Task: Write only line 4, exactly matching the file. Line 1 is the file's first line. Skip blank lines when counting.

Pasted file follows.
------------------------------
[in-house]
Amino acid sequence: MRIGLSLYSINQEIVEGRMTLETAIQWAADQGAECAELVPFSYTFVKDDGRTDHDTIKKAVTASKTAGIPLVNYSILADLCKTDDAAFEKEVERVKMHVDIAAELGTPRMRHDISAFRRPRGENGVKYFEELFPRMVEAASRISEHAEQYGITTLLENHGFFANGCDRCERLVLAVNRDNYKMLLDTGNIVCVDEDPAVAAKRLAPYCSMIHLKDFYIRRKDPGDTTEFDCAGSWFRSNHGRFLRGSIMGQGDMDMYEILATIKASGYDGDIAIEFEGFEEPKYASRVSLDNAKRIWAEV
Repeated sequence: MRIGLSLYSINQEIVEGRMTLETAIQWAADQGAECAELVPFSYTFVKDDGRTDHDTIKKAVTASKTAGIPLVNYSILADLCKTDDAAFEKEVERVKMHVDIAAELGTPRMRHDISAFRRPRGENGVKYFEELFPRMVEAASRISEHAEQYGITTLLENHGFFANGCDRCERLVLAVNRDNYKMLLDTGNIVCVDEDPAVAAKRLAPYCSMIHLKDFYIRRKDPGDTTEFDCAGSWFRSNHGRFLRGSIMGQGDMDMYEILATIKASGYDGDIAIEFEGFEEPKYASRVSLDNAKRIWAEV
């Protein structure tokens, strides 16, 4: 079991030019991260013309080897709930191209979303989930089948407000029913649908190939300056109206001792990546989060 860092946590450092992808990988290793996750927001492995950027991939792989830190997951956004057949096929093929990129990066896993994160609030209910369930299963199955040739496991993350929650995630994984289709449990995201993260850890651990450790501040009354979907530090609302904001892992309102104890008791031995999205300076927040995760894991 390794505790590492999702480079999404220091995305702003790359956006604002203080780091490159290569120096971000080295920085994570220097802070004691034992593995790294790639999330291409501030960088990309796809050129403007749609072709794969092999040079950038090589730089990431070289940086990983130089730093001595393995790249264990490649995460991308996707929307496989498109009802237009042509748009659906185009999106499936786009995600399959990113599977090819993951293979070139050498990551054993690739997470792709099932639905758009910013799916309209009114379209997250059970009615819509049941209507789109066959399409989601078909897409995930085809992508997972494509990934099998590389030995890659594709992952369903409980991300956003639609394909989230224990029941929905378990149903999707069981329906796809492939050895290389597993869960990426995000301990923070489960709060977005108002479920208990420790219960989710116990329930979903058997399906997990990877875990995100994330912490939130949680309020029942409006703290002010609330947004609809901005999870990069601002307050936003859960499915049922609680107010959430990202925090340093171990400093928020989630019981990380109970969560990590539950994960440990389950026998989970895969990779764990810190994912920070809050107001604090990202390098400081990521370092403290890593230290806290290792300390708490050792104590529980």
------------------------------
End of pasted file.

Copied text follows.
């Protein structure tokens, strides 16, 4: 079991030019991260013309080897709930191209979303989930089948407000029913649908190939300056109206001792990546989060 860092946590450092992808990988290793996750927001492995950027991939792989830190997951956004057949096929093929990129990066896993994160609030209910369930299963199955040739496991993350929650995630994984289709449990995201993260850890651990450790501040009354979907530090609302904001892992309102104890008791031995999205300076927040995760894991 390794505790590492999702480079999404220091995305702003790359956006604002203080780091490159290569120096971000080295920085994570220097802070004691034992593995790294790639999330291409501030960088990309796809050129403007749609072709794969092999040079950038090589730089990431070289940086990983130089730093001595393995790249264990490649995460991308996707929307496989498109009802237009042509748009659906185009999106499936786009995600399959990113599977090819993951293979070139050498990551054993690739997470792709099932639905758009910013799916309209009114379209997250059970009615819509049941209507789109066959399409989601078909897409995930085809992508997972494509990934099998590389030995890659594709992952369903409980991300956003639609394909989230224990029941929905378990149903999707069981329906796809492939050895290389597993869960990426995000301990923070489960709060977005108002479920208990420790219960989710116990329930979903058997399906997990990877875990995100994330912490939130949680309020029942409006703290002010609330947004609809901005999870990069601002307050936003859960499915049922609680107010959430990202925090340093171990400093928020989630019981990380109970969560990590539950994960440990389950026998989970895969990779764990810190994912920070809050107001604090990202390098400081990521370092403290890593230290806290290792300390708490050792104590529980």